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Joyce, Race and 'Finnegans Wake'
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  • Page extent: 222 pages
  • Size: 228 x 152 mm
  • Weight: 0.5 kg

Library of Congress

  • Dewey number: 823.912
  • Dewey version: 22
  • LC Classification: PR6019.O9 F593648 2007
  • LC Subject headings:
    • Joyce, James,--1882-1941.--Finnegans wake
    • Joyce, James,--1882-1941--Political and social views
    • Race in literature

Library of Congress Record


 (ISBN-13: 9780521868846)

Len Platt charts a fresh approach through one of the great masterpieces of twentieth-century literature. Using original archival research and detailed close readings, he outlines Joyce's literary response to the racial discourse of twentieth-century politics. Platt's account is the first to position Finnegans Wake in precise historical conditions and to explore Joyce's engagement with European fascism. Race, Platt claims, is a central theme for Joyce, both in terms of the colonial and post-colonial conflicts between the Irish and the British, and in terms of its use by the extreme right. It is in this context that Joyce's engagement with race, while certainly a product of colonial relations, also figures as a wider disputation with rationalism, capitalism and modernity.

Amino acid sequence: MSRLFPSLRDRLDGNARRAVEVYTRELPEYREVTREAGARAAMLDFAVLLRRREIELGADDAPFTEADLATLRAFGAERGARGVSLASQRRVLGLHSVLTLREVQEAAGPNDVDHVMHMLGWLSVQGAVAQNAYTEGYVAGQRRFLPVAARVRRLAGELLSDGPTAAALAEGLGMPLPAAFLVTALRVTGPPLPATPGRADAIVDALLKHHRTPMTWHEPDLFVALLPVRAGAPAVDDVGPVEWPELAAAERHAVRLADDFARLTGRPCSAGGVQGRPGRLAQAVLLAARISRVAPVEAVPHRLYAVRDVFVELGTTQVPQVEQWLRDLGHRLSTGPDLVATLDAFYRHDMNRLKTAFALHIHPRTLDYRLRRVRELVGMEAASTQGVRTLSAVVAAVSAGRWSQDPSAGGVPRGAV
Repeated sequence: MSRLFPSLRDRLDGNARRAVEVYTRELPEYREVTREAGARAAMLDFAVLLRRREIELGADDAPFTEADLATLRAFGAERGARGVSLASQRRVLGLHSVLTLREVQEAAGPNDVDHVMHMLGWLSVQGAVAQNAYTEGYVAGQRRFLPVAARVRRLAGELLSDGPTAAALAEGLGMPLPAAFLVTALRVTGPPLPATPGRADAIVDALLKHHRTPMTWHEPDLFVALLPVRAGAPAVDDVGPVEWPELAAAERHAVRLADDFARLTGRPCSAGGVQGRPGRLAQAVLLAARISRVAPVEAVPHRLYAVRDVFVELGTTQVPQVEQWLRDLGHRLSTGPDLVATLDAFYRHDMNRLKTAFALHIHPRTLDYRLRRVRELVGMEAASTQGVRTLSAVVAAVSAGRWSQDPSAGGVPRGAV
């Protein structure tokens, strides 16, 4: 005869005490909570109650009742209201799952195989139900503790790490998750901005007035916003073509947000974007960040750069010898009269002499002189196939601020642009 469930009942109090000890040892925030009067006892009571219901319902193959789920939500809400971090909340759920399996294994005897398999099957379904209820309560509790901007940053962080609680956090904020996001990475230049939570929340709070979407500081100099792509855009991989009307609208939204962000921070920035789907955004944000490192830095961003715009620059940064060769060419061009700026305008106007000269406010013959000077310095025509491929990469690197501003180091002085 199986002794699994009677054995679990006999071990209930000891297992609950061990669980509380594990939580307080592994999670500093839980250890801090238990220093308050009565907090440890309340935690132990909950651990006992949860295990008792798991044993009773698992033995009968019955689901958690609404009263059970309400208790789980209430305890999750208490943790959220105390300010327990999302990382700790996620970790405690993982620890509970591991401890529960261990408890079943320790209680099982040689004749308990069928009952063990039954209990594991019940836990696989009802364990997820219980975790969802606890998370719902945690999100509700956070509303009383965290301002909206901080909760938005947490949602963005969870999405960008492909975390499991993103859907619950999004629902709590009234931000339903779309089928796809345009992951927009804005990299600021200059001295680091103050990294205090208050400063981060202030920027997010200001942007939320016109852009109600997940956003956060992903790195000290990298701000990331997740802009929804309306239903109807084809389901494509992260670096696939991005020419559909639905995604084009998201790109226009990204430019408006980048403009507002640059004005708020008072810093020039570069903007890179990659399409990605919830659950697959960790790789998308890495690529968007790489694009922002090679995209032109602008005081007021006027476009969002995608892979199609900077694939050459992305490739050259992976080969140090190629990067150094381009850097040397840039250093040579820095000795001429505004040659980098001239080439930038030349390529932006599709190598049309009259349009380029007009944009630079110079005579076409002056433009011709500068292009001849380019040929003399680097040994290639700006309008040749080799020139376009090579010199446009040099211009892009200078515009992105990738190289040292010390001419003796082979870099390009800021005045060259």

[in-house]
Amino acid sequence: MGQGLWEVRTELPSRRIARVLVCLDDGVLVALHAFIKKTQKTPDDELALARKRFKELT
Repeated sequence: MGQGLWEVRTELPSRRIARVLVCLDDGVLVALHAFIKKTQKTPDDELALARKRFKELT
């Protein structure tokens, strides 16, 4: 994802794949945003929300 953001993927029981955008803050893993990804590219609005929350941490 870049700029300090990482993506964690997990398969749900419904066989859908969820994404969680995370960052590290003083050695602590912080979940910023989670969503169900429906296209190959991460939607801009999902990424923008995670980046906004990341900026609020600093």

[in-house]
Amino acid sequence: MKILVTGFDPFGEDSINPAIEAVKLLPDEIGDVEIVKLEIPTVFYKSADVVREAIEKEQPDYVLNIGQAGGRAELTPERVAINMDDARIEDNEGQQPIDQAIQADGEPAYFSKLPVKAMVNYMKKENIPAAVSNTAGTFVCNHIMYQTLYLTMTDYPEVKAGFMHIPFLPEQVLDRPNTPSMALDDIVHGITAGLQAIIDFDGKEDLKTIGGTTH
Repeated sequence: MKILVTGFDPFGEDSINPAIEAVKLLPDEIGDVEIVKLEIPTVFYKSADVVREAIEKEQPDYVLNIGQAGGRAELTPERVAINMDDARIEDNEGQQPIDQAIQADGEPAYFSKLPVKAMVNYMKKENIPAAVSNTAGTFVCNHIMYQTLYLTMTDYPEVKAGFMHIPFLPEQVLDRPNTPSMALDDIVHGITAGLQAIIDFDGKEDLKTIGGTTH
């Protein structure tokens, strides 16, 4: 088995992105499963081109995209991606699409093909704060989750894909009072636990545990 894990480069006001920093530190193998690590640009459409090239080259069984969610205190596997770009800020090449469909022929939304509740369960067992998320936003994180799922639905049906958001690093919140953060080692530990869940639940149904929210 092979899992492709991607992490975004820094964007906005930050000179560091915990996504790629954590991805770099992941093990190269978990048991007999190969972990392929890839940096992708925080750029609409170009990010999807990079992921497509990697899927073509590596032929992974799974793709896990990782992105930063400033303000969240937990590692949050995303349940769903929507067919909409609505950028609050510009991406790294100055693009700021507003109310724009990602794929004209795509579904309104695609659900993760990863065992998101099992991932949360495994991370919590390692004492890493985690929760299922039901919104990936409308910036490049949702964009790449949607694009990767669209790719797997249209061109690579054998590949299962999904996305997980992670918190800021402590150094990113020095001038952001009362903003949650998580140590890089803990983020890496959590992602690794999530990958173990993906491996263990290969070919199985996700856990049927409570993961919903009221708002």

• This was the first study of Finnegans Wake to use the new edition of the Wake notebooks • An insightful analysis of Joyce's thought on race and fascism • Covers both post-colonial and historicist angles on Finnegans Wake


1. Joyce and race: introductory; 2. 'No such race': Finnegans Wake and the Aryan myth; 3. Celt, Aryan and Teuton; 4. 'Our darling breed': the Wake and social Darwinism; 5. Atlanta-Arya: theosophy, race and the Wake; 6. 'Hung Chung Egglyfella': staged race in Ulysses and the Wake; 7. 'And the prankquean pulled a rosy one': filth, Fascism and the family; 8. Race and reading: a conclusion; Notes; Index.


Review of the hardback: 'Platt carves out a fascinating new area of enquiry, and in so doing offers an excitingly fresh 'European reading of the Wake' … Platt's illuminating study is full of fascinating insights regarding the nature of Joyce's engagement with contemporary political matters. … Joyce, Race and Finnegans Wake offers a valuable new reading of a largely uncharted area of Joyce's last work.' Review of English Studies

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